He wrote the screenplay for his original story “Cadillac Girls.” Released in 1993, the movie version features Canadian actresses Jennifer Dale and Mia Kirshner as mother and teenage daughter coming to terms with themselves and each other.

Kate Sterns is associate professor and coordinator of the Creative Writing Program in the Department of English. She says Behrens’ literary range was a huge part of his appeal as Richler writer-in-residence.

“Peter Behrens’ expertise in a variety of literary forms — novels, screenwriting, short stories and essays — parallels Mordecai Richler’s own varied literary career,” says Sterns.

“We are particularly excited that Behrens is teaching an advanced undergraduate course in scriptwriting and will be giving a master class to students in the Faculty of Fine Arts, our co-sponsors for this year’s residency.”

Behrens recalls his early contact with Richler’s writing.

“Just after I started at Concordia, I read The Apprenticeship of Duddy Kravitz. In my second year, St. Urbain’s Horseman was published. I read and reviewed it for the university newspaper of that time, The Georgian. It was a good paper. My review was positive but not insightful. I reread it recently — for the first time in 40 years. What a pompous fellow!”


The reading room revisited

Richler also studied at Sir George Williams University, between 1949 and 1951. He later returned as writer-in-residence in 1968 and 1969, a stint that inspired his family to create a residency in his name in 2013.

The Richler family also donated a number of the author’s significant possessions, including his writing desk, the manual typewriter that produced such classic novels as The Apprenticeship of Duddy Kravitz and Barney’s Version and a varied collection of books, personal effects and memorabilia.

The Mordecai Richler Reading Room will be at the centre of a new research project funded by the Social Sciences and Humanities Research Council (SSHRC). Led by Jason Camlot, associate dean in the Faculty of Arts and Science and associate professor of English, a cross-faculty team will sort, catalogue and produce new contexts for the use of items in the reading room in teaching and research.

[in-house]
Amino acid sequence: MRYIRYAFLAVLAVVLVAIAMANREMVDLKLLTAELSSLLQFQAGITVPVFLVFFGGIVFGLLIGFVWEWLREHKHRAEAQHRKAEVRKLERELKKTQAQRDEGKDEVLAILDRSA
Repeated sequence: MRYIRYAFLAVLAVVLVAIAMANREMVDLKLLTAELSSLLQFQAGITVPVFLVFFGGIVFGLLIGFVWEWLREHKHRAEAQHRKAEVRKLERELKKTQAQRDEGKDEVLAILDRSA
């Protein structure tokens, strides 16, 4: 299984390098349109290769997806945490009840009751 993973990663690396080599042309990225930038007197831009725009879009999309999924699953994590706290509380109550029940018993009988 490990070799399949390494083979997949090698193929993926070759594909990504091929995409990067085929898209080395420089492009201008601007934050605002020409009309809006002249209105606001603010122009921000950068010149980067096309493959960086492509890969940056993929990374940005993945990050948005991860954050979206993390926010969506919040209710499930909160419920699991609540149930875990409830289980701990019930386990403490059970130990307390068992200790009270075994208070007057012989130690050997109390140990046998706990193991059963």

“We’re aiming to explore new methodologies for the use of an author’s library as a platform for interdisciplinary research, pedagogy and archival practice as we create a digital repository of the material that inspired Richler’s writing,” Camlot explains.

“Developing novel ways of engaging with an artist’s collection of this kind will advance the fields of Canadian literature, but also library and archival studies, and visual and oral storytelling.”


I want to absorb that Richler vibe’

While Richler’s novels feature fictional characters based on people he knew, Behrens’ writing draws on his own family and its history through England, Ireland, Germany and Canada.

The writer-in-residence posting is an opportunity for Behrens to rediscover his native home and polish what he describes as his “disgracefully rusty” French.

“I can’t keep claiming to be a Montréalais — something I’m very proud of — without tuning up my French,” he says.

“And I hope to spend some time in Mordecai’s room working on a novel-in-progress. I need to absorb some of that Richler vibe — that professionalism, that dedication, even that Montréalicité. Because my book is set here, mostly.”

Behrens is the third writer to take up the post, following the inaugural residency of Ann-Marie MacDonald in 2015 and last year’s stint by Montreal-based author and illustrator Matthew Forsythe.

As with previous Richler writers-in residence, Behrens will also be producing digital dispatches for The Walrus. Next spring, he’ll discuss his work during a free, public event at Concordia.


Visit
Concordia’s Mordecai Richler Reading Room today.